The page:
Salty Girl of the Month: Corey Wheeler Forrest, Rhode Island Fisherman

 

Since we launched Salty Girl Seafood, one of the first things that people say is how much they love the name. Often we are asked, what does it mean to be a Salty Girl?  

salty: of the sea, sailing or life at sea.

This is a series of blogs honoring our kindred Salty Girls--women whose lives and livelihoods revolve around all things ocean.

 

meet Corey wheeler Forrest, a Rhode Island fisherman.

Our Salty Girl for the month, Corey Wheeler Forrest, holds a particularly special place in my heart -- she and I were born and raised in the same small town in New England -- Little Compton, RI. I remember seeing Corey and her family working their trap site from the deck of my own family’s boats as we headed out for the day, or mending their gear in their big grassy field on the way to check the surf.  As a third generation fisherman, Corey’s connection to the sea is in her blood; a tradition she began passing on to her two kids from the time they were babies. Her family’s unique style of fishing has been around for ages but their sites are some of the few still operating this incredibly passive and sustainable way of catching fish. Even though Corey must balance a lot of roles every day (fisherman, mother, daughter, wife, business owner), the grounding and sense of self that she derives from the sea and this way of life is unmistakable. We hope you are as inspired by Corey’s story as much as we are, and be sure to check out her beautiful and entertaining Instagram account @fishandforrest.

Tell us a little about yourself and your business.

I'm a married, mother of two, third generation commercial trap fisherman. I fish and handle/sell all the fish for my family's two floating fish trap companies and my brother's day-boat. "Trapping" is a unique fishery to Rhode Island, only a few of us still fish this way and it's been around for hundreds of years. It's a really cool, sustainable and passive fishery.  We are licensed to set in the same spots every year off the coast of Little Compton and Newport.  If the fish come to us we catch them, if they don't, we don't. The floating fish traps are like a giant Aquarium, held in place by 26 500-900 lb anchors, where fish are funneled into the "head" of the trap where they can't escape. Everything is alive so anything we can't keep is thrown right back into the water to swim away. It's really labor and equipment intensive, which is probably why not too many people still do this. As my dad says, "if it were easy, everyone would do it."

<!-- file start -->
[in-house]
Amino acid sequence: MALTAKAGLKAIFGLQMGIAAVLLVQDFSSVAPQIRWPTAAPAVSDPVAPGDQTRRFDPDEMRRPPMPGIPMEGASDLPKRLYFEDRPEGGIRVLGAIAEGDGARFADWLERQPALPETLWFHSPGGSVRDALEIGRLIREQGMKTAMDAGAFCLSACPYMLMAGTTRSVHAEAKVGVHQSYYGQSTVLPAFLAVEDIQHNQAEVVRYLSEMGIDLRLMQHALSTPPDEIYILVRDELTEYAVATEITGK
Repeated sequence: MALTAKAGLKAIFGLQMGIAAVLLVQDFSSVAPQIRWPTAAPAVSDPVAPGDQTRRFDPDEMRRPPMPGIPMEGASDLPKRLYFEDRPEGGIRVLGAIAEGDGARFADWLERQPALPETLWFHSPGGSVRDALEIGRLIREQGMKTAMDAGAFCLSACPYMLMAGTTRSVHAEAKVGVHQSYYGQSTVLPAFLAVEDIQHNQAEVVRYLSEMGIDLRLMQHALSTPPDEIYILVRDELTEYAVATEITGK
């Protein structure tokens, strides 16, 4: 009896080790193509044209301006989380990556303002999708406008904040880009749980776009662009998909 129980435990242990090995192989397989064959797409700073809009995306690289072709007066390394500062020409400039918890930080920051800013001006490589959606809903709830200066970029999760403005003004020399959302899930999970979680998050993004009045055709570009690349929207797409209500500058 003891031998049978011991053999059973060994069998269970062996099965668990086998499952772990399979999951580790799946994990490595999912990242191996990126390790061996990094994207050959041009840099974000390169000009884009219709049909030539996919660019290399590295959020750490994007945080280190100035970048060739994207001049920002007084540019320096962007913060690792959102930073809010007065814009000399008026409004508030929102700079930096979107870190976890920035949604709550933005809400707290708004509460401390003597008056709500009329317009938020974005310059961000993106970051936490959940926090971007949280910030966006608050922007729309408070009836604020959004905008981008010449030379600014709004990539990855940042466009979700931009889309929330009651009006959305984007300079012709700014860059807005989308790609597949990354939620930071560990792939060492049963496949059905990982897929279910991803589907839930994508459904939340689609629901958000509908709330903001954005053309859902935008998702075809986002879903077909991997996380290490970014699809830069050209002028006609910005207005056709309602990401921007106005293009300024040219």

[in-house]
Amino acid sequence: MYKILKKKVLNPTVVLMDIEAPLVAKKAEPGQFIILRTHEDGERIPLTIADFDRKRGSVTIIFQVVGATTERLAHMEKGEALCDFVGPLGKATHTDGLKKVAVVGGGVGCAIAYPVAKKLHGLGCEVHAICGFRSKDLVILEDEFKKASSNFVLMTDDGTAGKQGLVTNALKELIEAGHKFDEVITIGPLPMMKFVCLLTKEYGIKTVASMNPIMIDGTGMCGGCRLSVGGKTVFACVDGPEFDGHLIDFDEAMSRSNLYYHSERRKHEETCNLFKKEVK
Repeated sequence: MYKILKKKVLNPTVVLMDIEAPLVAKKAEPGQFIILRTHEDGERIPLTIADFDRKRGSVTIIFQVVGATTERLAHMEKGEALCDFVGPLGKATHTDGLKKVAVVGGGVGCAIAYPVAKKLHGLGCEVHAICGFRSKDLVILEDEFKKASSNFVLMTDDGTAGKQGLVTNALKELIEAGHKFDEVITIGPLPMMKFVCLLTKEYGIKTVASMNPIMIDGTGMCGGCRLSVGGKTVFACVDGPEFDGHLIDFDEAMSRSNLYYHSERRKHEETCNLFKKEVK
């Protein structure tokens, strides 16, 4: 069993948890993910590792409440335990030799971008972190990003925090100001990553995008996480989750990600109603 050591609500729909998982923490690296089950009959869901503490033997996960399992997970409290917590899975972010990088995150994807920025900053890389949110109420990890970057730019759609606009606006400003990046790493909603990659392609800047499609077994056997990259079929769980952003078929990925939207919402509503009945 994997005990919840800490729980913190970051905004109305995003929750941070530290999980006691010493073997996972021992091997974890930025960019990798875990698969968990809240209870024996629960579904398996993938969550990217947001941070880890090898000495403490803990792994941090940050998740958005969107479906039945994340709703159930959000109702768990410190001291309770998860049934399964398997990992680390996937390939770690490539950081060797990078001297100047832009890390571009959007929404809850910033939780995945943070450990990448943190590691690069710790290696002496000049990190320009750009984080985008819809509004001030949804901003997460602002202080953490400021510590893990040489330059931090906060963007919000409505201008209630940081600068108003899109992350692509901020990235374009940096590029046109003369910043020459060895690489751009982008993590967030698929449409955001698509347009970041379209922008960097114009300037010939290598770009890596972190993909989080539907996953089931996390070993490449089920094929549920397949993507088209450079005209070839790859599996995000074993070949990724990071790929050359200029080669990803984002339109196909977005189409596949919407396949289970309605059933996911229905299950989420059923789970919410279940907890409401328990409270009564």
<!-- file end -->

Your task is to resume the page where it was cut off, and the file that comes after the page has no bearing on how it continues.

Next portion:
Who first got you hooked on the sea?

My family. I think it's just embedded in me. Growing up there were fishy work clothes hanging in the hall, a beat up pick-up truck in the driveway, fishing gear in the back yard. We didn't have a swing set, we made forts out of lobster pots. Our conversations always revolved around working the sea, and it still does.

What does a "normal" day in your life look like?  

I'm up by 4am. Coffee, sunscreen, organize myself. I check my emails and texts. It's pretty normal to already have texts from my buyers at the Fulton Fish Market. I'm at the dock around 5:30 am. We leave the dock at 6am, haul 1 to 3 traps (some years we've set more traps), we're usually back at the dock 9-11am where we sort, ice, box and ship fish. My brother hops on his 42 foot gillnetter as soon as we get in and hauls his sets. So I handle all his fish as well. I sell to wholesale markets from Toronto to South Carolina. The Fulton Fish Market gets the fish that night and I've heard stories about my fish still being alive in the box. I'm usually home by 4pm but I also have state required fish reports that I do at home. It's all-consuming mentally and physically and it's definitely hard to find balance at home this time of year. It's gotten easier as the kids, Finn 14 and Isley 10, have gotten older, and more independent; it's a team effort with my husband for sure (he's not in the fishing industry). When they were young I brought them to work with me. While they were babies and nursing, I took a few years off from being on the boat and just handled the dockside of things. I had every baby carrier they made! I look back and I don't know how I did it.